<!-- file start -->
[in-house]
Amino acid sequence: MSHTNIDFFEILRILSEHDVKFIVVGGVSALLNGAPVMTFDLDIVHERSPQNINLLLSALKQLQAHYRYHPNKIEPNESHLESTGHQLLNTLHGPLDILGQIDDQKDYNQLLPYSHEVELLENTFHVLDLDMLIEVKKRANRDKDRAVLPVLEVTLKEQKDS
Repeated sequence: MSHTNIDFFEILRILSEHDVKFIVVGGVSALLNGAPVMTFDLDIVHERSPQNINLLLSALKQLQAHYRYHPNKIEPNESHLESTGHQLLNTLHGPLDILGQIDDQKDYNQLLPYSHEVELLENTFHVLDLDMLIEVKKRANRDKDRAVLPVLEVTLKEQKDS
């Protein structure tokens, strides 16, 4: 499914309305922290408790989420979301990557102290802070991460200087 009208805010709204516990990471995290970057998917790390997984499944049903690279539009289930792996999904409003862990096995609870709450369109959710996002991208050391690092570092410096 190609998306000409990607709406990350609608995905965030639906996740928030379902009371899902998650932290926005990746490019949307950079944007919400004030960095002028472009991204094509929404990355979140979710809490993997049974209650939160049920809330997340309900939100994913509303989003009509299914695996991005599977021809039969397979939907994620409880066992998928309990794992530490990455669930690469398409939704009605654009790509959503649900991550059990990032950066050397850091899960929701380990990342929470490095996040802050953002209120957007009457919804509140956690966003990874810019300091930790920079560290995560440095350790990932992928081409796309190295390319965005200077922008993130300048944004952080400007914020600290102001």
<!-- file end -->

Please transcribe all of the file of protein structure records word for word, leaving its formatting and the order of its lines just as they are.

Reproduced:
[in-house]
Amino acid sequence: MSHTNIDFFEILRILSEHDVKFIVVGGVSALLNGAPVMTFDLDIVHERSPQNINLLLSALKQLQAHYRYHPNKIEPNESHLESTGHQLLNTLHGPLDILGQIDDQKDYNQLLPYSHEVELLENTFHVLDLDMLIEVKKRANRDKDRAVLPVLEVTLKEQKDS
Repeated sequence: MSHTNIDFFEILRILSEHDVKFIVVGGVSALLNGAPVMTFDLDIVHERSPQNINLLLSALKQLQAHYRYHPNKIEPNESHLESTGHQLLNTLHGPLDILGQIDDQKDYNQLLPYSHEVELLENTFHVLDLDMLIEVKKRANRDKDRAVLPVLEVTLKEQKDS
């Protein structure tokens, strides 16, 4: 499914309305922290408790989420979301990557102290802070991460200087 009208805010709204516990990471995290970057998917790390997984499944049903690279539009289930792996999904409003862990096995609870709450369109959710996002991208050391690092570092410096 190609998306000409990607709406990350609608995905965030639906996740928030379902009371899902998650932290926005990746490019949307950079944007919400004030960095002028472009991204094509929404990355979140979710809490993997049974209650939160049920809330997340309900939100994913509303989003009509299914695996991005599977021809039969397979939907994620409880066992998928309990794992530490990455669930690469398409939704009605654009790509959503649900991550059990990032950066050397850091899960929701380990990342929470490095996040802050953002209120957007009457919804509140956690966003990874810019300091930790920079560290995560440095350790990932992928081409796309190295390319965005200077922008993130300048944004952080400007914020600290102001």